The Long Shadow

Rarely do leaders weigh the consequences of conflict. The human cost is terrible, and so too is the loss of homes, wildlife, heritage and communities. Things that take centuries to create are gone in an instant. The destruction wreaked by war has perhaps never been as visible as it is in Ukraine. From mobile phones and social media sites there is moment-by-moment reporting, independent of the channels of news that previously controlled the narrative of world events.

The photo at the top of this blog, taken in South Shields, is not a relic of the first or second World Wars. The Trow Rock Disappearing Gun was a prototype that could be retracted or elevated from its mount, but never went into mass production. The gun in the picture is a replica of the Victorian original. Across the UK, in all sorts of places, we can still see the detritus of war – pillboxes left standing as a reminder of the coastal defences that once surrounded the British Isles. Conflict lingers in the landscape for centuries.

The Chapel of the Royal Foundation of St Katherine, London, stands on the site of a parish church destroyed in 1940

The human (notably male) propensity for fighting appears to be travelling at a far slower pace of evolutionary progress when compared with the speed of new armaments and their technical delivery. A primitive willingness to go to war is now housed in the terryfing world of novichok and thermobaric bombs. Growing up in the 1970s I was well aware of CND and its opposition to the philosophy of ‘mutually assured destruction’. I was 14 when Russia invaded Afghanistan and remember feeling anxious about where this might lead; how the world would react; and whether military escalation would follow, drawing in an ever wider circle of armed forces.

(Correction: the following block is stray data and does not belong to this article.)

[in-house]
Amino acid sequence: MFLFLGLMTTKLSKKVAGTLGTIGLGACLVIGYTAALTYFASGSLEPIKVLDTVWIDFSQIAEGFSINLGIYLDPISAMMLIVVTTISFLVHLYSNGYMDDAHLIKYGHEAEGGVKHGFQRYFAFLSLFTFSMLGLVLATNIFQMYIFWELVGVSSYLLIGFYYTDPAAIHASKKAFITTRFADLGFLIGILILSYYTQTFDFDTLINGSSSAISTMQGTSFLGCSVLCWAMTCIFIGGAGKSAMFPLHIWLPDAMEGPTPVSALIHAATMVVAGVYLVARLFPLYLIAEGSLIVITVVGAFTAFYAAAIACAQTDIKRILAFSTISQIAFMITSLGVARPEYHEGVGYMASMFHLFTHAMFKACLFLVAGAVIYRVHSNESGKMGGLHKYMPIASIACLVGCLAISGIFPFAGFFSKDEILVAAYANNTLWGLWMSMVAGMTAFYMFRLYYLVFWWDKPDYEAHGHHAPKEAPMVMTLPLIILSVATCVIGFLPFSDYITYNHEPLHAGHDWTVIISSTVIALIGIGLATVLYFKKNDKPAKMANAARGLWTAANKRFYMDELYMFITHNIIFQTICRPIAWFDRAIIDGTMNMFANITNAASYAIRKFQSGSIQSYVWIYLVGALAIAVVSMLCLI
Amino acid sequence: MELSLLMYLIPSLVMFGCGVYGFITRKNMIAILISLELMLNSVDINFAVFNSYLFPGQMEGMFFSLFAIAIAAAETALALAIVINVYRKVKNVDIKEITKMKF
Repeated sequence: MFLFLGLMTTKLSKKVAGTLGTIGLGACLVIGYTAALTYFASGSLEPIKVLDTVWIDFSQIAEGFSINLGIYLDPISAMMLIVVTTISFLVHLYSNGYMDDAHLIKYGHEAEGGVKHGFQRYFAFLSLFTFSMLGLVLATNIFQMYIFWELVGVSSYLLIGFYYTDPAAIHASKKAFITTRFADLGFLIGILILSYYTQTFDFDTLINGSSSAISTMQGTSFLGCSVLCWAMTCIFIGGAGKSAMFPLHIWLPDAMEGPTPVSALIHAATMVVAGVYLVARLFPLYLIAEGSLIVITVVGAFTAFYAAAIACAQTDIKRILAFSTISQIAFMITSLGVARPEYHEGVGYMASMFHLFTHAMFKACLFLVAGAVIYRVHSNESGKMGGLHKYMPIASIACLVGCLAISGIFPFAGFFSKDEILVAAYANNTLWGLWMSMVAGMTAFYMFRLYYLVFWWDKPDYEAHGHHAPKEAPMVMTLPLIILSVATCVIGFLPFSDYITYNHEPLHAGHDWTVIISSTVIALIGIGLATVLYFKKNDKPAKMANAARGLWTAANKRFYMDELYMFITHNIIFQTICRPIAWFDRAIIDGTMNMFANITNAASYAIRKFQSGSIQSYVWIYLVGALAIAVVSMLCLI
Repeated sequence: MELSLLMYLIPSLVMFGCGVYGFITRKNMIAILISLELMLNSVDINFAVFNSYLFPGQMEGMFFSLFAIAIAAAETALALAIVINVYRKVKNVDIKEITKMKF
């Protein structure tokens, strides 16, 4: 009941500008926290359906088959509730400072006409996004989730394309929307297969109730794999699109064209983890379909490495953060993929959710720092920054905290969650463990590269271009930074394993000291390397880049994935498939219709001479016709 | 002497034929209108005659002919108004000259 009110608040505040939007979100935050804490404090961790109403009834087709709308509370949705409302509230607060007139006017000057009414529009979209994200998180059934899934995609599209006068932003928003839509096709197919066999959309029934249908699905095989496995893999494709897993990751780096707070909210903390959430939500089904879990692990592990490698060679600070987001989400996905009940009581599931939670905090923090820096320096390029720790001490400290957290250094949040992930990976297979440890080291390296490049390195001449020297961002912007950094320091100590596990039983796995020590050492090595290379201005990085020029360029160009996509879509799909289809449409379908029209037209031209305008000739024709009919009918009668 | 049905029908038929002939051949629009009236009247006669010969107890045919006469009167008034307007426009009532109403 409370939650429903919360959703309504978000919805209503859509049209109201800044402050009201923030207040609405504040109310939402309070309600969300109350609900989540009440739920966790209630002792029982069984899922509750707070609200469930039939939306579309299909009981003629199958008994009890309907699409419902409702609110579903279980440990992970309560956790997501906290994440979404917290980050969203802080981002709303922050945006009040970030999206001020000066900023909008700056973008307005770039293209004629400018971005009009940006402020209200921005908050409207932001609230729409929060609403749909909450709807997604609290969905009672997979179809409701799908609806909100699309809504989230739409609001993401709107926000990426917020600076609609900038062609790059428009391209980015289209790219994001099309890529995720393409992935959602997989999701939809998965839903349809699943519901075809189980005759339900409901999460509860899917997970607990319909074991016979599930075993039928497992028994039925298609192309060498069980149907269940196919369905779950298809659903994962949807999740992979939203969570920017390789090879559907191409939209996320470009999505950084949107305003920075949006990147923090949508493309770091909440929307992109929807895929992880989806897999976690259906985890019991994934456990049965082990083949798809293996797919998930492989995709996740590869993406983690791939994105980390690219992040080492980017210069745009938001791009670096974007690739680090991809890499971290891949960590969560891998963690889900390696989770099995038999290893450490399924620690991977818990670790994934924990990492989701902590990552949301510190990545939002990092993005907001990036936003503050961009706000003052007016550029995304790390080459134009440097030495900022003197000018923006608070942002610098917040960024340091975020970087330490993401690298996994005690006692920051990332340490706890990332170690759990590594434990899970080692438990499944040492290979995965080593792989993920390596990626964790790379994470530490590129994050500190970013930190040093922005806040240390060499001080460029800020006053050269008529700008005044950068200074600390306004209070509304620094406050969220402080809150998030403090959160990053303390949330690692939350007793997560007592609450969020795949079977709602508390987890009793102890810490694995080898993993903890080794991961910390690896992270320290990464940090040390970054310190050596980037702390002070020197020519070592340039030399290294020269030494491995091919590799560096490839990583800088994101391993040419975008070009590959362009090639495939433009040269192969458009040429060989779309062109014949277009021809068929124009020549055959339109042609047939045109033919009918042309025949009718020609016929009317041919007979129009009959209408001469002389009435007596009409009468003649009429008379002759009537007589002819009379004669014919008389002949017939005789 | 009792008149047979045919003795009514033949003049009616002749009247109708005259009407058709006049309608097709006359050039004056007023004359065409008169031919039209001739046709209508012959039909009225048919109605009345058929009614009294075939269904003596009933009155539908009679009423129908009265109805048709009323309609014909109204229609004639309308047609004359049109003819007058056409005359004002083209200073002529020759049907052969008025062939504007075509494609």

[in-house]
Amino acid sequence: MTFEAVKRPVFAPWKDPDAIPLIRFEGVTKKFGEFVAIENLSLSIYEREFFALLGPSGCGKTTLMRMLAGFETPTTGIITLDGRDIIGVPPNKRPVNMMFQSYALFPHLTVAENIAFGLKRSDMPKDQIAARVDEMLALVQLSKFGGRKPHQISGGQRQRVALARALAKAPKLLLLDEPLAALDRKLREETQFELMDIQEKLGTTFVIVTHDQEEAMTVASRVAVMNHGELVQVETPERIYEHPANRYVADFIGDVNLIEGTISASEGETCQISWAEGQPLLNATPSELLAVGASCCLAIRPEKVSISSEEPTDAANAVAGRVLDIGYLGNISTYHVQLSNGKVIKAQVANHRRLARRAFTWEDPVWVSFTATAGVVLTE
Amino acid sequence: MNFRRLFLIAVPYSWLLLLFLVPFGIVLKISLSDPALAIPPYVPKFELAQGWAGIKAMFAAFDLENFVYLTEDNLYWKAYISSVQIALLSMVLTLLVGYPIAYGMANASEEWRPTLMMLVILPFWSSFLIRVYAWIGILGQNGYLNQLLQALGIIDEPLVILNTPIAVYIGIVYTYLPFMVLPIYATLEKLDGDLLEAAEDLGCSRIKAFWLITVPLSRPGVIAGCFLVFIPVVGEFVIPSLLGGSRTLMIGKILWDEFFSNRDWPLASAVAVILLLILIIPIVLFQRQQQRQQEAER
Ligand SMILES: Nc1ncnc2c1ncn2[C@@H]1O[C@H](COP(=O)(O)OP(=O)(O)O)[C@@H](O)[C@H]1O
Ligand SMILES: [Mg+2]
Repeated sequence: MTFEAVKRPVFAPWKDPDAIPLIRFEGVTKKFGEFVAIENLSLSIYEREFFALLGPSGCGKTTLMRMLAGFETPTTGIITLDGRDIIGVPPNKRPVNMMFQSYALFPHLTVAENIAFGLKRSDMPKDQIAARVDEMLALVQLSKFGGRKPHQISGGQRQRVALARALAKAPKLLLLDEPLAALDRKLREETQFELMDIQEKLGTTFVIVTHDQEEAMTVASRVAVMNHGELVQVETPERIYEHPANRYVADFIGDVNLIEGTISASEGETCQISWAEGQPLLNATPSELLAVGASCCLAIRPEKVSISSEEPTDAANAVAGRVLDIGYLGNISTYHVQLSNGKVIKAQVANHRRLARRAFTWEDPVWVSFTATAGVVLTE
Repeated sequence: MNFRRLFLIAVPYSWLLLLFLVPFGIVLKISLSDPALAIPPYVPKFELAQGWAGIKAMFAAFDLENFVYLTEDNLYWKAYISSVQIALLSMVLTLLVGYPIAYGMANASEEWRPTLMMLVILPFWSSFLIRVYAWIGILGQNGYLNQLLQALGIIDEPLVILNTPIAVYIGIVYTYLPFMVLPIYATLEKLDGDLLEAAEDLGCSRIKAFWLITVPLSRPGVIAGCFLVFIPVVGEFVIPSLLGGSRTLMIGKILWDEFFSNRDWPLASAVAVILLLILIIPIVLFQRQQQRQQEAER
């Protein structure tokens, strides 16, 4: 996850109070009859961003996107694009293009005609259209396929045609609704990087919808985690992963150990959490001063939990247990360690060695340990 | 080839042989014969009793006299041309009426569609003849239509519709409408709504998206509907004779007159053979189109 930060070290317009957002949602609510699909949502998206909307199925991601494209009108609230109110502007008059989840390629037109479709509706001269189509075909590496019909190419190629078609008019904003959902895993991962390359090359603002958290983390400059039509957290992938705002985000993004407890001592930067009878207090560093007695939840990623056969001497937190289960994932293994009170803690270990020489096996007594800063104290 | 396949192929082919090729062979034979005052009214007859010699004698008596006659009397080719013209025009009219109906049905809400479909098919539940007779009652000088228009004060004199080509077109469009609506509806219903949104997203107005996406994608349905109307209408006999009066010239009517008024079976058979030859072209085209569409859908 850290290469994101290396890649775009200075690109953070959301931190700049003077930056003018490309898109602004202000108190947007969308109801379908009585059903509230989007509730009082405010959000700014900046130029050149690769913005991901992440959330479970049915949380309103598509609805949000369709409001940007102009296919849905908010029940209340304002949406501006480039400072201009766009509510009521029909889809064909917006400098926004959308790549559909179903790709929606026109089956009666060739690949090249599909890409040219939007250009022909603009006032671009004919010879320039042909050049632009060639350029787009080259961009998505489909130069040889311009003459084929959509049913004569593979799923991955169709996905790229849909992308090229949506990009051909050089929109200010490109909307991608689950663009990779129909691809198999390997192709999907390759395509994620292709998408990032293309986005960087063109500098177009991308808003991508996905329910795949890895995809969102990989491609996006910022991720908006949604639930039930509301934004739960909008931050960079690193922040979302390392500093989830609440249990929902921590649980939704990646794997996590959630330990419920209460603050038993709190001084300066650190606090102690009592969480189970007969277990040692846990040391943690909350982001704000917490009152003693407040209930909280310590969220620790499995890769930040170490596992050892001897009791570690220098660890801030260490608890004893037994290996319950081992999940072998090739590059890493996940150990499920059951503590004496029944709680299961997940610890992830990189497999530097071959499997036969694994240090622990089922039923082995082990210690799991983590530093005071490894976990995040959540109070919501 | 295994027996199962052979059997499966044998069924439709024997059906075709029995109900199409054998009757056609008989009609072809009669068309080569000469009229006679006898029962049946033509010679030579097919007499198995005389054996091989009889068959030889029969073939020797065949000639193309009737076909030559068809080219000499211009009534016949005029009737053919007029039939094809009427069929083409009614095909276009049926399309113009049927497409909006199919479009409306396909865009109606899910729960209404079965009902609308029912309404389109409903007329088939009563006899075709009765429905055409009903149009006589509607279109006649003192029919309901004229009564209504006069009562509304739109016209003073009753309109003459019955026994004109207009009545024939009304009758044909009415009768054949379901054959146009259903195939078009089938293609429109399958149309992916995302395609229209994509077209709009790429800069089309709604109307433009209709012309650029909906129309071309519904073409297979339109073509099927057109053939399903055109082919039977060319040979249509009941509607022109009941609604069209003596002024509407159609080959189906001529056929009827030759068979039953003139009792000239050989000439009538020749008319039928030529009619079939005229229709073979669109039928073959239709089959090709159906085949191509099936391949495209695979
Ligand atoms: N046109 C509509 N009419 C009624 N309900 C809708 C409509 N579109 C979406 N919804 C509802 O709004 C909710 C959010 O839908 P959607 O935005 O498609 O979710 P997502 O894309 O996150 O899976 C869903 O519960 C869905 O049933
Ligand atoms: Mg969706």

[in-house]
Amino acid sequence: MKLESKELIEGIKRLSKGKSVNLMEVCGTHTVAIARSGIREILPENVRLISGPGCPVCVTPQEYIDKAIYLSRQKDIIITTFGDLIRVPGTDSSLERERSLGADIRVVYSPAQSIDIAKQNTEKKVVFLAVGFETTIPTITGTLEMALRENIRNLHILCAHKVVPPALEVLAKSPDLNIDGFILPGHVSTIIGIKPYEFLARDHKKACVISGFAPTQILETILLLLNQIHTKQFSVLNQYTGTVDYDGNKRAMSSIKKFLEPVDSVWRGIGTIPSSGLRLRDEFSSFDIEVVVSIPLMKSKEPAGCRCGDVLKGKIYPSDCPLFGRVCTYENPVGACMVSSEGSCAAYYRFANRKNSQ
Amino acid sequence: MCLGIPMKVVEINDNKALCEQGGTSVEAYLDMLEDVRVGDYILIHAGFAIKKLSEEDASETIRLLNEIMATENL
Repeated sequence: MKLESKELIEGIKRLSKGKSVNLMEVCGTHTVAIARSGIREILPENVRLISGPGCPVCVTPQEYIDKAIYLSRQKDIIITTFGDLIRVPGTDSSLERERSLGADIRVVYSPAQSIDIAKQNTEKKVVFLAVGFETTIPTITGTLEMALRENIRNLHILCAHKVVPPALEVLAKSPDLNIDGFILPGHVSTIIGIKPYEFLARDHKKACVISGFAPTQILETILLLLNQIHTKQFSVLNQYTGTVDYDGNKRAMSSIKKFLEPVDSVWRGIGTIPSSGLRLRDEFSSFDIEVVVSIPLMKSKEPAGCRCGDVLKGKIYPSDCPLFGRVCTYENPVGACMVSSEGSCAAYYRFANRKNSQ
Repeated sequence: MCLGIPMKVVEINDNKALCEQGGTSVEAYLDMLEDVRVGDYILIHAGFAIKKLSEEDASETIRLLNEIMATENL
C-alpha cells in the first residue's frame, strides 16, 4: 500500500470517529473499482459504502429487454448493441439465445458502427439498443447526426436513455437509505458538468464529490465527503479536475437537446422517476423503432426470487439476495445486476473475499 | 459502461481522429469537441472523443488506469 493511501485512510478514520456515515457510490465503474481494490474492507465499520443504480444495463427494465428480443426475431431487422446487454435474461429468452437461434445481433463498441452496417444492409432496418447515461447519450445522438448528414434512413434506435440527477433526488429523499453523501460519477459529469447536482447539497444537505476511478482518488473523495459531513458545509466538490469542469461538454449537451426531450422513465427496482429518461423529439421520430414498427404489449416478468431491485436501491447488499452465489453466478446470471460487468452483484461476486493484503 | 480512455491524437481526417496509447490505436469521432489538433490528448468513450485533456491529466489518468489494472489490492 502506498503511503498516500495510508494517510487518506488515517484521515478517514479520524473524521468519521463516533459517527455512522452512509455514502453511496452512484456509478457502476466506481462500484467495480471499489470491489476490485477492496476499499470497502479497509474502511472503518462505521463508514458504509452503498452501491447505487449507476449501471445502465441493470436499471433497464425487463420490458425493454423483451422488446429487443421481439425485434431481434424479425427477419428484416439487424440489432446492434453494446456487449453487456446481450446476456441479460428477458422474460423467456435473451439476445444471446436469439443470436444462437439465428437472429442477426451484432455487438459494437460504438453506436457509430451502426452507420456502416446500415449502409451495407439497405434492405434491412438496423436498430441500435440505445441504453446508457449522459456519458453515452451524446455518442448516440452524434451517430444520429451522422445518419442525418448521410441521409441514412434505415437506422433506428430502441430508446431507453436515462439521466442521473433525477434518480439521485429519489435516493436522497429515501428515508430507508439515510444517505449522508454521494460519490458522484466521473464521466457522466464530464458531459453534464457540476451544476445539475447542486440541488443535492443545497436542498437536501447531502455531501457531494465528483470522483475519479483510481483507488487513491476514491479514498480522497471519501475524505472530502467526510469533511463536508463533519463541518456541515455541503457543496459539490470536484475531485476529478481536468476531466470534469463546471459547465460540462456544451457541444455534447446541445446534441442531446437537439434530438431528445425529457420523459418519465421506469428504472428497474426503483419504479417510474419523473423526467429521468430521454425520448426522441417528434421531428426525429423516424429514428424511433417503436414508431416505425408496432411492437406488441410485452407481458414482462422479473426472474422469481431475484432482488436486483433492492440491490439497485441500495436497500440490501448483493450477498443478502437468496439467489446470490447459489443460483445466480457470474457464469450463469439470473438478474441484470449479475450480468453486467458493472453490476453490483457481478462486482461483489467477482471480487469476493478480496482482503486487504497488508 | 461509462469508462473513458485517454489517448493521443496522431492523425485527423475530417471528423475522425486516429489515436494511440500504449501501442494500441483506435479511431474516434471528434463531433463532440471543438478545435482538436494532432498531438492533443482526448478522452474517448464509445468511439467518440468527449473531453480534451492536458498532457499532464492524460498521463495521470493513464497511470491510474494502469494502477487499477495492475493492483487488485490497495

Today is Mothering Sunday, the midpoint of Lent in the Western Church. Tragically we are witnessing many mothers with children fleeing to neighbouring nations, leaving partners behind fighting for the defence of Ukraine. It is a sad reality that many of those seeking refuge will not be reunited with their loved ones. This adds poignancy to the partings that we see on train platforms across unoccupied Ukraine: people do not know whether the separation will be temporary, or final.

Few, few shall part where many meet!
The snow shall be their winding-sheet,
And every turf beneath their feet
Shall be a soldier’s sepulchre.

Hohenlinden by Thomas Campbell